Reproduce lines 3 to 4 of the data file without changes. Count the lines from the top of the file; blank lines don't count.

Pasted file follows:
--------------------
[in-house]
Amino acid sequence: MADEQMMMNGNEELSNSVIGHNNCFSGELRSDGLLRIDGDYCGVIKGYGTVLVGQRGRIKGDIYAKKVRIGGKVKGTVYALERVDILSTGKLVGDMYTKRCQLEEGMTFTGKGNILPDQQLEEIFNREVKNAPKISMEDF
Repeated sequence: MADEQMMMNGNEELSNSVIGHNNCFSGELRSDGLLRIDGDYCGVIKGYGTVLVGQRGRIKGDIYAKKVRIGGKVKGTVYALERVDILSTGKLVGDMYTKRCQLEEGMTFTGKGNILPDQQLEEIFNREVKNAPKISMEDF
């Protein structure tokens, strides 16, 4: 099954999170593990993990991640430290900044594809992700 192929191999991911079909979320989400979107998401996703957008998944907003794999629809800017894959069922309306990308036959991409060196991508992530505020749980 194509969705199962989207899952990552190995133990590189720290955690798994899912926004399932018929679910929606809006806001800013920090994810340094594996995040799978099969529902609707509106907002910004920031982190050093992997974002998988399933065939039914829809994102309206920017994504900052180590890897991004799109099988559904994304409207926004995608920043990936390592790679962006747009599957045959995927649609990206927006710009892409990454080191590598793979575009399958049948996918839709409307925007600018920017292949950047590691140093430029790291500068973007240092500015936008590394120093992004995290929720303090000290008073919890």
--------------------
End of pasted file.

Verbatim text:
Repeated sequence: MADEQMMMNGNEELSNSVIGHNNCFSGELRSDGLLRIDGDYCGVIKGYGTVLVGQRGRIKGDIYAKKVRIGGKVKGTVYALERVDILSTGKLVGDMYTKRCQLEEGMTFTGKGNILPDQQLEEIFNREVKNAPKISMEDF
């Protein structure tokens, strides 16, 4: 099954999170593990993990991640430290900044594809992700 192929191999991911079909979320989400979107998401996703957008998944907003794999629809800017894959069922309306990308036959991409060196991508992530505020749980 194509969705199962989207899952990552190995133990590189720290955690798994899912926004399932018929679910929606809006806001800013920090994810340094594996995040799978099969529902609707509106907002910004920031982190050093992997974002998988399933065939039914829809994102309206920017994504900052180590890897991004799109099988559904994304409207926004995608920043990936390592790679962006747009599957045959995927649609990206927006710009892409990454080191590598793979575009399958049948996918839709409307925007600018920017292949950047590691140093430029790291500068973007240092500015936008590394120093992004995290929720303090000290008073919890």